Sanford Health has opened another clinical trial exploring the power of the body's immune system to fight cancer. The immunotherapy trial is focusing on colorectal cancer and involves an investigational drug Sanford is already studying as a potential therapy for other types of cancer.
The drug, pembrolizumab, blocks a protein in the body that allows cancerous cells to thrive. This inhibition of the protein allows the body's immune system to recognize and attack the cancer. Sanford also has clinical trials open that are studying pembrolizumab for patients with squamous cell carcinoma of the head and neck, esophageal cancer, lung cancer and prostate cancer.
Oncologist Jonathan Bleeker, M.D., is running the colon cancer trial, which is called KEYNOTE-177. His team will compare the effectiveness of treating participants with pembrolizumab or one of six standard treatment methods that include chemotherapy. Participants must have been recently diagnosed with stage IV colon cancer, with particular gene mutations and not have previously received chemotherapy.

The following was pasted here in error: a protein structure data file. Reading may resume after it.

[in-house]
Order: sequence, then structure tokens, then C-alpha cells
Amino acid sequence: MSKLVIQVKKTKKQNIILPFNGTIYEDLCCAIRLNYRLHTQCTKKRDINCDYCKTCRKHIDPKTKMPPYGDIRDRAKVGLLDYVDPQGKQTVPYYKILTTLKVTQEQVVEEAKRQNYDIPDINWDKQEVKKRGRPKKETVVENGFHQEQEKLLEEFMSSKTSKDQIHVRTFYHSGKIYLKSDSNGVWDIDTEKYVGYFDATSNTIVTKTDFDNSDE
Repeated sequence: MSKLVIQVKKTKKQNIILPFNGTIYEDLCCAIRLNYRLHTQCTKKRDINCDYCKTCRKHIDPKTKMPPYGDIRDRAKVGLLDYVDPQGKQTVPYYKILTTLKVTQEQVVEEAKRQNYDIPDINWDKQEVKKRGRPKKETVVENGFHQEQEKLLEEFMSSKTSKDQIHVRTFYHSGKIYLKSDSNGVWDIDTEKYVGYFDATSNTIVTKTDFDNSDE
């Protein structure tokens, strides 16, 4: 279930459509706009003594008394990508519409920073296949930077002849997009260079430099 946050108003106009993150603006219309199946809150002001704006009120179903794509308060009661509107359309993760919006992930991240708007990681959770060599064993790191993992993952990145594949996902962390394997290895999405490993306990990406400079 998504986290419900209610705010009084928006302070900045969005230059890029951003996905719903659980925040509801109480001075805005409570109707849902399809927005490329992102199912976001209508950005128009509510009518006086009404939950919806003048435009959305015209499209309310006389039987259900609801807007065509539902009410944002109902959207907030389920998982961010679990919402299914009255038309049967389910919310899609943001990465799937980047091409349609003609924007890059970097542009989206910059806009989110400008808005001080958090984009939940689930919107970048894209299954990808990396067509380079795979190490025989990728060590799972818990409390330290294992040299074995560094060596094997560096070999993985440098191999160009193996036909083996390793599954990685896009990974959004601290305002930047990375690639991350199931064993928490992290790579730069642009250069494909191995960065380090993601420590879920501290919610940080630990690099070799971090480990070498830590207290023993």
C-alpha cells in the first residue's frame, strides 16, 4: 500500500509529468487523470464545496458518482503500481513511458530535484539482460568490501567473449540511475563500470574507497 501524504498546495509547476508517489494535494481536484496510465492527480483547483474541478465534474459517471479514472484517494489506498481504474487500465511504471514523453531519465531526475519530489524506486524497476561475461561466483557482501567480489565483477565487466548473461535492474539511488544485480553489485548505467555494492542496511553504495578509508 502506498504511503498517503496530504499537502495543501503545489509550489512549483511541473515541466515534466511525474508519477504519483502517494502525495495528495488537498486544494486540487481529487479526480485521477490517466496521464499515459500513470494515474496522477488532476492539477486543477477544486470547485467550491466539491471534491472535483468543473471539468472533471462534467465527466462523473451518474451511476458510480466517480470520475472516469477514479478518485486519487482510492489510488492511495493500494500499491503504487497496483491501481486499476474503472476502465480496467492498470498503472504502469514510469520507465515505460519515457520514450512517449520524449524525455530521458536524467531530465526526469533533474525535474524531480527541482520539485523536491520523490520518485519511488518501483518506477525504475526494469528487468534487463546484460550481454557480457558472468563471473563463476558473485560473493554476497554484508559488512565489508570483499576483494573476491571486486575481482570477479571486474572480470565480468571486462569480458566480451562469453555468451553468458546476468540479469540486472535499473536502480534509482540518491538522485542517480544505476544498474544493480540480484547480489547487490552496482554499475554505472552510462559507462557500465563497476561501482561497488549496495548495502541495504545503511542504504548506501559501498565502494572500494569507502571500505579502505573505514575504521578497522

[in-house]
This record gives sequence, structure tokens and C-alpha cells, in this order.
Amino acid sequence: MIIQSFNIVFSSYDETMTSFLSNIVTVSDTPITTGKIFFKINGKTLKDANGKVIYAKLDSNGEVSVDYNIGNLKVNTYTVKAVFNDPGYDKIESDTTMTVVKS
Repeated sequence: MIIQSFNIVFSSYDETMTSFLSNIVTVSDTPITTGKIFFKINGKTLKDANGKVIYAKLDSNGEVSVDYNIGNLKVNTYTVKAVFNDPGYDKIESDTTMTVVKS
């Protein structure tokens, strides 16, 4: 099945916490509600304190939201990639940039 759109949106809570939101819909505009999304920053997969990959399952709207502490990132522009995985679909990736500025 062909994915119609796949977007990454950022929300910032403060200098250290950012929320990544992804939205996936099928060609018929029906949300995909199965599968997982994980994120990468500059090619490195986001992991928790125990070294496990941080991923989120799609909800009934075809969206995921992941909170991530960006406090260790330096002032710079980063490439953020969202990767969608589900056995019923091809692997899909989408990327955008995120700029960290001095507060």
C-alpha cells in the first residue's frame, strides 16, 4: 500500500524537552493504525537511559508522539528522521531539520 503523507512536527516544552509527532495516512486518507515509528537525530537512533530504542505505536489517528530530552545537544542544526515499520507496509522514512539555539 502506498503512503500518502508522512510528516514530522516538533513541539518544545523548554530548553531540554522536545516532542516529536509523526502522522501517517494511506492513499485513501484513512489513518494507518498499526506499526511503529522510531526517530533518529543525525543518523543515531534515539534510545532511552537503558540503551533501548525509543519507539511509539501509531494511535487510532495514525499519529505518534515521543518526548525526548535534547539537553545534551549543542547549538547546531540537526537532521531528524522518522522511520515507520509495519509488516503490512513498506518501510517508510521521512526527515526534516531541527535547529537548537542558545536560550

"Patients battling colorectal cancer now have access to a cutting-edge immunotherapy trial right here in South Dakota," said Bleeker. "The drug we are studying is an immune checkpoint inhibitor, which means the body's own immune system and natural mechanisms might be able to attack the disease on its own once it has noticed the cancer."
Pembrolizumab was developed by the drug company Merck and is FDA-approved for melanoma, head and neck cancer and certain types of lung cancer.
Besides skin cancers, colorectal cancer is the third most common cancer in both men and women in the United States, according to the American Cancer Society. It most commonly begins as a growth, or polyp, on the inner lining of the colon or rectum. The American Cancer Society estimates that nearly 50,000 people will die from colorectal cancer this year.
Sanford Health/Sanford Research